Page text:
Some Easy Strategies for Creating your Story's Setting

One of the loveliest elements of a great novel is to be carried away to a new place, to really live that place and time.  That’s one of the reasons we all read.  However, writers don’t place their stories in a mere setting, they create entire worlds. It’s actually one of the truly fun parts of writing, but it’s also tough.

How do you create a world that isn’t too vast, filled with boring descriptions, not detailed enough or full of irrelevant or gratuitous details?

Great writers make both vast and confined story worlds feel intimate and incredibly relevant to the characters.  A specific character in a great novel just could not experience this story in any other possible place or time.  

Can you imagine Harry Potter in any place other than Hogwarts? Or, Frodo any place other than Middle Earth? I can’t.  Rowling and Tolkein so beautifully created their worlds that the characters live there, and we can’t possibly imagine them any other place or time!

The question is how, exactly, did they do that and, more importantly, how can you? I’m going to share a few strategies to help you out:

  1. First, research. Know all the details you possibly can about your story world. Research the time and the place. All of them won’t make it into your story, but it will allow you to convey the most important elements of it.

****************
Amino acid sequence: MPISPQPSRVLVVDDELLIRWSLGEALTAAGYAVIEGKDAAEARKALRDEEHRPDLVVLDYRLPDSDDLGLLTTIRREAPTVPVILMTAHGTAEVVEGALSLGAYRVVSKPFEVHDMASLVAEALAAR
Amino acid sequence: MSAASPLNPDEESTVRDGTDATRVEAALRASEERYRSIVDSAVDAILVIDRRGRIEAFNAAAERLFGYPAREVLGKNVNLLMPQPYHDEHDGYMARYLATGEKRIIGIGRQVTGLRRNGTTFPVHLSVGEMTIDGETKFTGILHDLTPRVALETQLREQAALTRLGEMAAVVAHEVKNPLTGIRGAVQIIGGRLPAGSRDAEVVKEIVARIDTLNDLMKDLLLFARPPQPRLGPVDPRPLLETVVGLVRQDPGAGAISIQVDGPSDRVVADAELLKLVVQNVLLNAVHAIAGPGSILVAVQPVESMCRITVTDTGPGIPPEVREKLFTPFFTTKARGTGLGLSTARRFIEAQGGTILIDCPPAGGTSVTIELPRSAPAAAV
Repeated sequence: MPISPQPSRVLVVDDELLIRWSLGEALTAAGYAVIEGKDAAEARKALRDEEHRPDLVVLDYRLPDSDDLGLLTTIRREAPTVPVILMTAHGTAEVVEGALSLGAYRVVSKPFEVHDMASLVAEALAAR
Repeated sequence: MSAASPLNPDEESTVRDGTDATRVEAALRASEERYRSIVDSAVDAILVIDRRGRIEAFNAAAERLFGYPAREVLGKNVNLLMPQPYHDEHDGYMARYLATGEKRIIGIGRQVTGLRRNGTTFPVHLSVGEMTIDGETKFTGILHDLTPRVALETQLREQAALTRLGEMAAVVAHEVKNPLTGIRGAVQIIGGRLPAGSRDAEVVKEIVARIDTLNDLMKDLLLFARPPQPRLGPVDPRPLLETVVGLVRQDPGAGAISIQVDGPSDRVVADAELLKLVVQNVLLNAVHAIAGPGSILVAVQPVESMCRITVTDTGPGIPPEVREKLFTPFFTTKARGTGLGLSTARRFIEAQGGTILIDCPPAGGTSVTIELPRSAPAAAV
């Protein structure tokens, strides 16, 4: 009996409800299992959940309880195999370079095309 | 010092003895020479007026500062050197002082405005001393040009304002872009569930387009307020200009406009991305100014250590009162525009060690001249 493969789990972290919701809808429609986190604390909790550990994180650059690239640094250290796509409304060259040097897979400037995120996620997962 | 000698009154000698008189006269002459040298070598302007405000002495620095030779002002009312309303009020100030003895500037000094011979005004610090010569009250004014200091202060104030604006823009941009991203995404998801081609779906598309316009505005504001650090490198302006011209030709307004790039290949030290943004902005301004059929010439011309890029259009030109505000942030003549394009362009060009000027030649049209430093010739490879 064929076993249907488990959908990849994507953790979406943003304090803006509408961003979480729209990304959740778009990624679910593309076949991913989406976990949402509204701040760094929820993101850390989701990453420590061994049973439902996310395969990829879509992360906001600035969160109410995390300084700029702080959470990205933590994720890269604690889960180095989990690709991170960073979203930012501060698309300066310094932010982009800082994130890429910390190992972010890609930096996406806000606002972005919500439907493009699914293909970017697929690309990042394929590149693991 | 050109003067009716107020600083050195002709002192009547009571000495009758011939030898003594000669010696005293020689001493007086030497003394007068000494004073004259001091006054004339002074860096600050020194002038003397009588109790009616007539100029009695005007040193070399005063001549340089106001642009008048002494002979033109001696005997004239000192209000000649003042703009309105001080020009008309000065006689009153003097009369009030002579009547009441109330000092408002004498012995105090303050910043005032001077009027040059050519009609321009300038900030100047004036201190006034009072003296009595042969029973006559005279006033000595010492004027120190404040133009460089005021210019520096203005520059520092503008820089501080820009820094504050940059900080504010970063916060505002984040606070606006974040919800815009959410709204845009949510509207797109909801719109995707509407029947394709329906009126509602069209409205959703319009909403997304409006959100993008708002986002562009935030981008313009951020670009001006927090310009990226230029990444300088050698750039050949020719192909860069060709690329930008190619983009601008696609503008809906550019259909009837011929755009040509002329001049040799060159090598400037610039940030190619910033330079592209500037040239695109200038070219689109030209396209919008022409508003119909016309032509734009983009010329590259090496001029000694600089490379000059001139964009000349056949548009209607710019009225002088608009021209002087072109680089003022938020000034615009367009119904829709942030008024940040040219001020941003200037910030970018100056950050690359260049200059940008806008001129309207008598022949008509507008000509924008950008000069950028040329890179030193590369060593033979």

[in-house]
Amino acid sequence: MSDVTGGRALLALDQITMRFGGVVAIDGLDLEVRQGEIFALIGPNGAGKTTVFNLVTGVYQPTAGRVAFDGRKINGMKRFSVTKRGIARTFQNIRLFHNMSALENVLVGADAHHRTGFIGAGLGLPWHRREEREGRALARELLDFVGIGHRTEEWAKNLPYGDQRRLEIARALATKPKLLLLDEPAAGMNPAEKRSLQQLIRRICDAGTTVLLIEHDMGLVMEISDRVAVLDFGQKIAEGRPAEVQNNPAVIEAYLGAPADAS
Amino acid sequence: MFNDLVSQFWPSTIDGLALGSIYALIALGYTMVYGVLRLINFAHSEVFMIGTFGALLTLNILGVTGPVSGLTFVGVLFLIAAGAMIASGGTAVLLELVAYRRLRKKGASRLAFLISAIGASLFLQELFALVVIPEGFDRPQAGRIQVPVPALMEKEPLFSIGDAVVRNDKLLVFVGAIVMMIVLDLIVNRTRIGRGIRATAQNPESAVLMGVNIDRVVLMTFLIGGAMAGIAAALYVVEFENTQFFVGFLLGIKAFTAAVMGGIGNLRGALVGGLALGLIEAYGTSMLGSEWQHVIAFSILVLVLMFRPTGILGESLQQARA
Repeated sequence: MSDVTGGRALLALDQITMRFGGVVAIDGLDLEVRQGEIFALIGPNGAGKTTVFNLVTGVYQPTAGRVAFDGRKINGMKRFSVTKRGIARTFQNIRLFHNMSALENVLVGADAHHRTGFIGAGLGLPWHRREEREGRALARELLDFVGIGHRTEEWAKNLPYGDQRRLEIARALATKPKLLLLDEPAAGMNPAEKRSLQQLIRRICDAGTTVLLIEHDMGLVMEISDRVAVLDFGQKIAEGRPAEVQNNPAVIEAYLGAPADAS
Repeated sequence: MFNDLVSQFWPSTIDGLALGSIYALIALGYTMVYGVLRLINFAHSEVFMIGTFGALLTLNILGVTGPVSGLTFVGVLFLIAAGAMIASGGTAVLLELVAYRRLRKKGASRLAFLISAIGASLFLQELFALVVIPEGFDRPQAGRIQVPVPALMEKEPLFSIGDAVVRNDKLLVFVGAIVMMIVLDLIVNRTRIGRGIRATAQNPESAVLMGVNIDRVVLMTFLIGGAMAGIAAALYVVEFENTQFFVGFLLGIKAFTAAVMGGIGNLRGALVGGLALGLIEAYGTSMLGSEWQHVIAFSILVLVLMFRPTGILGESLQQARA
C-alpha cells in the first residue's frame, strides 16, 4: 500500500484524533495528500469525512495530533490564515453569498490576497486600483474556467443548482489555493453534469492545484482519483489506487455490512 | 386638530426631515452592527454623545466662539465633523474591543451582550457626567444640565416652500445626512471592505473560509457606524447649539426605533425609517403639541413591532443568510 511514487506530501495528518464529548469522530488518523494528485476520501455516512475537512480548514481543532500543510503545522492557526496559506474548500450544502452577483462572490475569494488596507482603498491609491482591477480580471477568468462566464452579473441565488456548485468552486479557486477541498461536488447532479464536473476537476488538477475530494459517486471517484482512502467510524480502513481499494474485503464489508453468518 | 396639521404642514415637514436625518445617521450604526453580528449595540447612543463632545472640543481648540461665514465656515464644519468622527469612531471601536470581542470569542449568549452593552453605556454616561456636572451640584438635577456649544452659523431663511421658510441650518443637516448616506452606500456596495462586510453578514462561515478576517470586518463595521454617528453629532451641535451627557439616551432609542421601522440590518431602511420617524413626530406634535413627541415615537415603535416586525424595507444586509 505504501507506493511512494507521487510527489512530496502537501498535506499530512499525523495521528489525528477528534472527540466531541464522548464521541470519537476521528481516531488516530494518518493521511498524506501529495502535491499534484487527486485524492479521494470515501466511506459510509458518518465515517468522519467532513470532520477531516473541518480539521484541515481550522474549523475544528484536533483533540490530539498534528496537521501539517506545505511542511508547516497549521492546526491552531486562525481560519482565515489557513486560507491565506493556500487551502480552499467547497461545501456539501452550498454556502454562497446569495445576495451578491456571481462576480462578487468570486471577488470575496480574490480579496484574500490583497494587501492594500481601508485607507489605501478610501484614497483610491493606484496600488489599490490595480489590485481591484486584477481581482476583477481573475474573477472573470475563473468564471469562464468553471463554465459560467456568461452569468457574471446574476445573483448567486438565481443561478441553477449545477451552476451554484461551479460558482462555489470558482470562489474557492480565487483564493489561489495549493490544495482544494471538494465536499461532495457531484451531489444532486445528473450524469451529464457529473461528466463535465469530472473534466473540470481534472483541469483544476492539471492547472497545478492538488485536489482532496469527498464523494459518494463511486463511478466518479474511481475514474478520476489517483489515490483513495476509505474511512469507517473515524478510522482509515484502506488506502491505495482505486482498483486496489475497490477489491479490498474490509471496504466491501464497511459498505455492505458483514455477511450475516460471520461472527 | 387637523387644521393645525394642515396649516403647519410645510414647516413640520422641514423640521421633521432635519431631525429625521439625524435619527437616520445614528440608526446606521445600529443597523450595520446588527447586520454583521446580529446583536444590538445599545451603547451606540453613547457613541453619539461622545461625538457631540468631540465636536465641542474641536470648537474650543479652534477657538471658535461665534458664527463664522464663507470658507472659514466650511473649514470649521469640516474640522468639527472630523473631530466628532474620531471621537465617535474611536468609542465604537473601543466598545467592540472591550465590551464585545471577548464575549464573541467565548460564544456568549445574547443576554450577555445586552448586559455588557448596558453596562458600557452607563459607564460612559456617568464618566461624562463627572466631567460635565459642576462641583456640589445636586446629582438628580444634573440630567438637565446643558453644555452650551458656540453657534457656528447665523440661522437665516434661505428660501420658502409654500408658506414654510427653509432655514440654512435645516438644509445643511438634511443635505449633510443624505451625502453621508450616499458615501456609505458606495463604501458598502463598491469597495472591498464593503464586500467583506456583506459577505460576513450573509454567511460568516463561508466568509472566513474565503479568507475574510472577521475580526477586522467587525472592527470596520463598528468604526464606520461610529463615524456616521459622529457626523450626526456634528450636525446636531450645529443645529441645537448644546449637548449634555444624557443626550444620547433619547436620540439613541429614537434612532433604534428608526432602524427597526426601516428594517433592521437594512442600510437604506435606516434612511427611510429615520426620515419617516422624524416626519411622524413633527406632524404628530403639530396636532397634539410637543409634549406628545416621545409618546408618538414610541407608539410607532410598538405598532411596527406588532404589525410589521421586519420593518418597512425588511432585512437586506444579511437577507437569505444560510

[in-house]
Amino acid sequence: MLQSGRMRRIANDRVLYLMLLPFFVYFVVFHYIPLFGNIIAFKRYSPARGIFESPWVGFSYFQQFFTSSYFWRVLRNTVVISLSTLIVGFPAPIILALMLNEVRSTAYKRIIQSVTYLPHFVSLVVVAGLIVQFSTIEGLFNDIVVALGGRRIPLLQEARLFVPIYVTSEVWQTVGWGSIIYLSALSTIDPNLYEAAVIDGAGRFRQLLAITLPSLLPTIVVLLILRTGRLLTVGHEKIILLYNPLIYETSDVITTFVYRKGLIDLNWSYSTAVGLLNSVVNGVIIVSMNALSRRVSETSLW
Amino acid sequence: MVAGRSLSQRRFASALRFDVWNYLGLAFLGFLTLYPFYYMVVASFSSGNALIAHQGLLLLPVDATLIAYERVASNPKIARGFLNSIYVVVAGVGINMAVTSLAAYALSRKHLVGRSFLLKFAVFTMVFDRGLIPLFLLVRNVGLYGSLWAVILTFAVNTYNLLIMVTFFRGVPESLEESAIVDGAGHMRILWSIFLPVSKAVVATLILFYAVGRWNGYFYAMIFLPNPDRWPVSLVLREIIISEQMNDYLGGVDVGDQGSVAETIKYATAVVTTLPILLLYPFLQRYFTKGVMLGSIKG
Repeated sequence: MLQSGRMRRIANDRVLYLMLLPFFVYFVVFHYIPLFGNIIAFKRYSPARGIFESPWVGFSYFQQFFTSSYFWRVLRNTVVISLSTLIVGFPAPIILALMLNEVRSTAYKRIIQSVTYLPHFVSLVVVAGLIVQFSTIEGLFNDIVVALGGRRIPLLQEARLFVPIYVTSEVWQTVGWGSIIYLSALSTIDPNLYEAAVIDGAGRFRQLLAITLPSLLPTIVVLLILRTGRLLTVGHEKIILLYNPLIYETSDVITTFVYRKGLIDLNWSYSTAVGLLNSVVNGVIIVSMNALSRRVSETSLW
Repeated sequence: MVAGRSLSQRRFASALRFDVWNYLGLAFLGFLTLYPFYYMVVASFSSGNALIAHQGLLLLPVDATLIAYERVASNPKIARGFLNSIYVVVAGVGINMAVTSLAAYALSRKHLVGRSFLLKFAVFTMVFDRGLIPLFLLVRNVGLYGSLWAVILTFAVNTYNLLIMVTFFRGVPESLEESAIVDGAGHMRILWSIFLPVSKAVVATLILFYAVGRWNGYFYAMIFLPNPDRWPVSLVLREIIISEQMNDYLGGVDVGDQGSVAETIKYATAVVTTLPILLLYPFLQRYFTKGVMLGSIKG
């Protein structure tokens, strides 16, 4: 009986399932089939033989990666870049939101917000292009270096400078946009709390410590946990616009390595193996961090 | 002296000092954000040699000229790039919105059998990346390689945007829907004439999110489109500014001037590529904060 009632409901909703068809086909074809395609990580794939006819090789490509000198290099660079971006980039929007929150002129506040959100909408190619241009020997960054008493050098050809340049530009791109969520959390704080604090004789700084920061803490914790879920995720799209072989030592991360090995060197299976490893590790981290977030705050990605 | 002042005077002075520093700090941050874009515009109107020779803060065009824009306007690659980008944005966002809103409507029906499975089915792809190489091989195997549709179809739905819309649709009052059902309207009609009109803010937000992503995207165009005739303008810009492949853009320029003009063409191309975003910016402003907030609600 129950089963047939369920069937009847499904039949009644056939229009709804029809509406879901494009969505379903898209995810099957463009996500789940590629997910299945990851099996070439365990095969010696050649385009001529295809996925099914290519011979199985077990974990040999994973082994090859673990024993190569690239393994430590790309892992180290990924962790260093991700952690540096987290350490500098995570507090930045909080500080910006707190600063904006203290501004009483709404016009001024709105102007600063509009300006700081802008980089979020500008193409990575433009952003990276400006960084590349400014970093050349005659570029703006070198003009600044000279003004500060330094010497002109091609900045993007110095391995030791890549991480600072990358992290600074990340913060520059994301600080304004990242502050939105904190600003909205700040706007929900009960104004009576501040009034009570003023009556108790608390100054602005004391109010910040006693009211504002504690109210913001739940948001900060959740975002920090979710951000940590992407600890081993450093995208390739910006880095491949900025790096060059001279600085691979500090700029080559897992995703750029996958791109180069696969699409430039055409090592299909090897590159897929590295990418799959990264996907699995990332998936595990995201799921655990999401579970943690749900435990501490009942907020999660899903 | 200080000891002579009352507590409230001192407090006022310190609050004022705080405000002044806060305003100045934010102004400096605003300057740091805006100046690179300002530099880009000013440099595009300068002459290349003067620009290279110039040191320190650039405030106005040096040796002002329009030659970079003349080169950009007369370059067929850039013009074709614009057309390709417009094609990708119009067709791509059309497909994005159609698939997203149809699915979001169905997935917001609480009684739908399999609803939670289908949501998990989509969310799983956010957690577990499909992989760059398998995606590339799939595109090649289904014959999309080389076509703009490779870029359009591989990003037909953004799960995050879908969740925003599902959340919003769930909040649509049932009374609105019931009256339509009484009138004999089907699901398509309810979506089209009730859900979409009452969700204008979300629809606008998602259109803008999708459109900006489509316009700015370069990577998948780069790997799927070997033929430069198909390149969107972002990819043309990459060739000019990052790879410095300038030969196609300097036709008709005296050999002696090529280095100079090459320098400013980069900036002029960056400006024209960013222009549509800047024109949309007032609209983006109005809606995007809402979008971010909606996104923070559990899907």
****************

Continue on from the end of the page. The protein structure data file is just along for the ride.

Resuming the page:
1. Focus on those details of the place which have some sort of emotional impact on your main character. Those are the details that will develop both your character and your story world. If the scene’s setting does not play into the emotions of your characters, do you need to describe it in much detail? Probably not.
  1. Use the setting as a character. To do this, think about how your characters will interact with the setting, make it a part of every scene. Think about Hogwarts. Though it’s a place, it’s also an active character in each of the novels.
  1. Weave the descriptions of the story world throughout the action and dialogue. Nobody wants to read a full page description of a garden or city park, but if the description is woven throughout a chase scene, the reader can picture the scene without getting bogged down in pages of boring details.
  1. Create a multi-sensory experience. What does the setting smell like? Look like? Feel like? Sound like? Don’t just focus on what the character sees. Look around the room your are in right now. You are experiencing the place with all of your senses. Share that with your readers.

Go back to one of your scenes and see if you can tie in some details that impact your character in some way. How does it change the scene?

If you’re not sure how to do this, go back to some of your favorite story worlds and read through some chapters like a writer. Take some notes on how the author created them. What details did they use?

I’d love to hear in the comments below your favorite story worlds and the strategies your favorite authors used to build them.

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